That's happening in Denver where Manning looks like the Manning of three or four years ago, and the Broncos are on the fast track to defend their AFC West championship. But it wasn't supposed to happen in Indianapolis. Not now. The Colts were 2-14 a year ago, and, with a new general manager, new head coach, new quarterback, new offense and a raft of salary-cap concerns, they were supposed to be one notch above an expansion franchise.
Only they're not. Halfway through the season they're in the middle of the playoff picture.
"Yeah, I know, when Andrew was drafted it was like 'Poor Andrew Luck,' " Irsay said. "'He's going to the Colts, and you have to feel sorry for the guy. It's too bad he's going to end up in a situation that's so horrendous. It's sad because they're bad.' But what people don't realize is that I always look at things as a five-to-seven year program. I fully expected it to take time until we got the cap room, and to build -- but nobody likes to hear you talk about rebuilding.
"Peyton was going to a team where he could be successful and where a team not only made the playoffs but won a playoff game. So he'd have a chance at another ring. And RG3 (Robert Griffin III), with all his skill and ability, was going to the Redskins where they didn't have a new coach or a new system, and where there was veteran talent around him, so that situation looked better, too.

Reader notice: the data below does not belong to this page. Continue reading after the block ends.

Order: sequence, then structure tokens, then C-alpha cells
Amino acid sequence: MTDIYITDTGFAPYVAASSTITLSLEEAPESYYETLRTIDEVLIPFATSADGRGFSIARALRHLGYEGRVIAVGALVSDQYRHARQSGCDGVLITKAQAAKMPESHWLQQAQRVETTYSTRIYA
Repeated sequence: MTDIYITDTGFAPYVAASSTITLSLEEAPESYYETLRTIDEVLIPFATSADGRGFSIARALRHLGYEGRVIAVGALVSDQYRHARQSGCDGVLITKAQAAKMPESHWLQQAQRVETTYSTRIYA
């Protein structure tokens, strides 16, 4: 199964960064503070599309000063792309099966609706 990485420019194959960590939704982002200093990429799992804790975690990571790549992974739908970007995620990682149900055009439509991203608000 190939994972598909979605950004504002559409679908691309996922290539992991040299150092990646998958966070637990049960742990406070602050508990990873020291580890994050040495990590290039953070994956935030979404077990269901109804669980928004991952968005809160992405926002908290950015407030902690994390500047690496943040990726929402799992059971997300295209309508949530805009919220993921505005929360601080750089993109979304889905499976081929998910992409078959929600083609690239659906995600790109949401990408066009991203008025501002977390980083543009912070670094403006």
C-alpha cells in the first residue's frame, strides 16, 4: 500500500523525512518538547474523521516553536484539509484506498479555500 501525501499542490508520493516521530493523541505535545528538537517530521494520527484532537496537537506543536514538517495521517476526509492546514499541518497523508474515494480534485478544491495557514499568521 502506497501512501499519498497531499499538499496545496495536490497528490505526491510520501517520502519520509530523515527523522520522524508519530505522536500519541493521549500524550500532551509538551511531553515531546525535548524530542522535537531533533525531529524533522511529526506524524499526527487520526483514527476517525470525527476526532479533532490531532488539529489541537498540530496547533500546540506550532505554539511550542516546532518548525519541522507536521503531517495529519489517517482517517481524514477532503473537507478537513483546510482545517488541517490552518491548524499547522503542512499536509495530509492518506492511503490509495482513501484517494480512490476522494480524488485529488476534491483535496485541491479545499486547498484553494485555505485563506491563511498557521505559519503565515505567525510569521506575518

"But we live in a world where every 30 minutes there's a new judgment out there, and now people look at us differently. But me? I didn't look at this and think there was any question about what we were doing. In fact, the funny thing is when I first looked at our team I saw potential for (winning) there, but what I wasn't so sure about was the health part of it -- and, of course, the fact that what you see on paper sometimes doesn't always carry over to what happens on the field.
"But we're in unchartered territory. At least with the Saints' situation (losing head coach Sean Payton because of Bountygate), they had time to plan. This (Pagano's situation) came out of nowhere, and it was something that was so overwhelming.
"But look what's happening. It's the stuff of Hollywood scripts and books. It's been something I'm blessed to be a part of, and the great news is that he (Pagano) couldn't be doing better. There are some things I've witnessed this year that are among the most special times in franchise history, and I really believe there's going to be a great ending to it."
For his sake, for the sake of Luck and Arians and Pagano, I hope so. I think we all do.